Goodbye Lullaby by Jan Murray

A quick rundown… The story of Miki across two time periods – fighting against the Vietnam war in the 1970s, and trying to be a single mother in 1950s Australia.

Strengths: Original story, lovely Australian feel.

Weaknesses: Make sure you check the time period at the start of each chapter until you’re familiar with which characters fit in where.

Why I read it: Sent to me by Harlequin – thank you!

Pages: 379 (ARC)

Published: 2012

Publisher: Mira

Setting: Queensland, Australia

Rating: 8 out of 10

It’s always refreshing to read a new Australian author. As an Aussie myself, there’s always something comforting and cosy reading about a familiar setting. Jan Murray captures the feeling of the Australian bush perfectly (right down to the rainforest scent) in her debut book, Goodbye Lullaby.

The novel covers two periods of 20th century of Australian history that haven’t been covered in depth – unmarried mothers being forced to give up their children in the 1950s to avoid ‘shame’ and the conscription of young men to fight in Vietnam in the 1970s. We read about these events through the eyes of Caroline (Miki) Patrick and her former best friend, Jude. The narrative initially jumps between the two time periods to hint at the reader what was occurring before settling in the 1950s to reveal just what broke up the friendship between Miki and Jude. It then moves back to the 1970s where Caroline is an anti-war campaigner, running the Resistance Bookshop in Fortitude Valley, Brisbane and secretly smuggling men avoiding the draft overseas. She is wanted by the police, but a hero to many others as she’s shown the devastation to the Vietnamese people in her successful work as a photographer.

The book has tragic overtones, interspersed with humourous moments and strong messages about free will and fighting for what you believe in. Jude’s character brings a lot of the light relief- she’s the blunt, funny one to Miki’s serious, worried character. Jude is pivotal to helping Miki discover what she wants, even if it doesn’t always have the best outcomes. I would have liked to read some more about Jude’s ‘missing years’ – from runaway schoolgirl to university lecturer – how did she get there? I would also have liked to see some more exploration about Bernie (Miki’s friend and confidante) and her stolen child by the ‘Aboriginal Protection Board’ in the 1950s. There’s also Rex, freedom fighter and ex-US Marine, who really fits Jude’s tag of ‘sexy Rexy’ as well as having a sobering story to tell. Perhaps there’s room for another book? I hope so. As a younger Australian, I’d like to know more about these darker events in our history so that we don’t make the same mistake twice.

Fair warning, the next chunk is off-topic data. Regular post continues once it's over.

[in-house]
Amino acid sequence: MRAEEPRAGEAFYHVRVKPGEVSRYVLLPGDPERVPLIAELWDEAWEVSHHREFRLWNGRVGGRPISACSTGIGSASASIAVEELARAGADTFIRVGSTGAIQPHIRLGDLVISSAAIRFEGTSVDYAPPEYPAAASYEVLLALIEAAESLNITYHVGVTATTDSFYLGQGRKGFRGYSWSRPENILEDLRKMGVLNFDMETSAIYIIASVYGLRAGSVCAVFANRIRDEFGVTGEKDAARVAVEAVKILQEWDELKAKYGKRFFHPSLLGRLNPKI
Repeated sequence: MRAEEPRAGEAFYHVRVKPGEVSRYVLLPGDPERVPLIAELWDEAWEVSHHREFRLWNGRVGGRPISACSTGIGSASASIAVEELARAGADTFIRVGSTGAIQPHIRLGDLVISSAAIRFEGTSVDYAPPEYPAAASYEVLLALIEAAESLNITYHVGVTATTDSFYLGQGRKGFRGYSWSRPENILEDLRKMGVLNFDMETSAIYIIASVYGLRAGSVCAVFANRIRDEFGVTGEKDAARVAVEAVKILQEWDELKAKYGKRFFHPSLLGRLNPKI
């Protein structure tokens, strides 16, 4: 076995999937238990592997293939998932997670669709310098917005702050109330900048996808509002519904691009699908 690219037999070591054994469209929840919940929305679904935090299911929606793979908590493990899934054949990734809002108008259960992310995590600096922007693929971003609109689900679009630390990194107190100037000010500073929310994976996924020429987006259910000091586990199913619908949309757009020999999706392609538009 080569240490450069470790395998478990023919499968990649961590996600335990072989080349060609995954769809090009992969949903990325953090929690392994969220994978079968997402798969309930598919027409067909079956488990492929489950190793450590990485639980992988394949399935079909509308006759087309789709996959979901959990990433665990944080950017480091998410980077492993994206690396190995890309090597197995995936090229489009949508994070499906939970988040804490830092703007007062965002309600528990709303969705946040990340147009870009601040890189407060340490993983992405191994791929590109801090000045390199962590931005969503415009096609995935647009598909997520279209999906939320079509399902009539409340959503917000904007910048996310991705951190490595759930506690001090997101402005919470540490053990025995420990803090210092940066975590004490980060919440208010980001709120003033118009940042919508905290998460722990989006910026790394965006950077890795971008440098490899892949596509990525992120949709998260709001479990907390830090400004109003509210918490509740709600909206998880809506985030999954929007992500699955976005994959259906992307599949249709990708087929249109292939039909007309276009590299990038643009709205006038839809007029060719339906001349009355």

I read an ARC copy of this book, and I liked being able to see just how thorough the editors are when fact checking. The plane that one of the characters leaves by is a Boeing 707 and another character watches ‘its props spinning’ but apparently the Boeing 707 had no props. Not something I’d think about (although medical errors get me riled), but it’s great to see that those kinds of things are considering in the editing process.

Original with important messages, Goodbye Lullaby is both sobering and uplifting. Fantastic debut.


I enjoy reading your comments! Thanks for stopping by.

Fill in your details below or click an icon to log in: Logo

You are commenting using your account. Log Out / Change )

Twitter picture

You are commenting using your Twitter account. Log Out / Change )

Facebook photo

You are commenting using your Facebook account. Log Out / Change )

Google+ photo

You are commenting using your Google+ account. Log Out / Change )

Connecting to %s

Blog at

Up ↑

%d bloggers like this: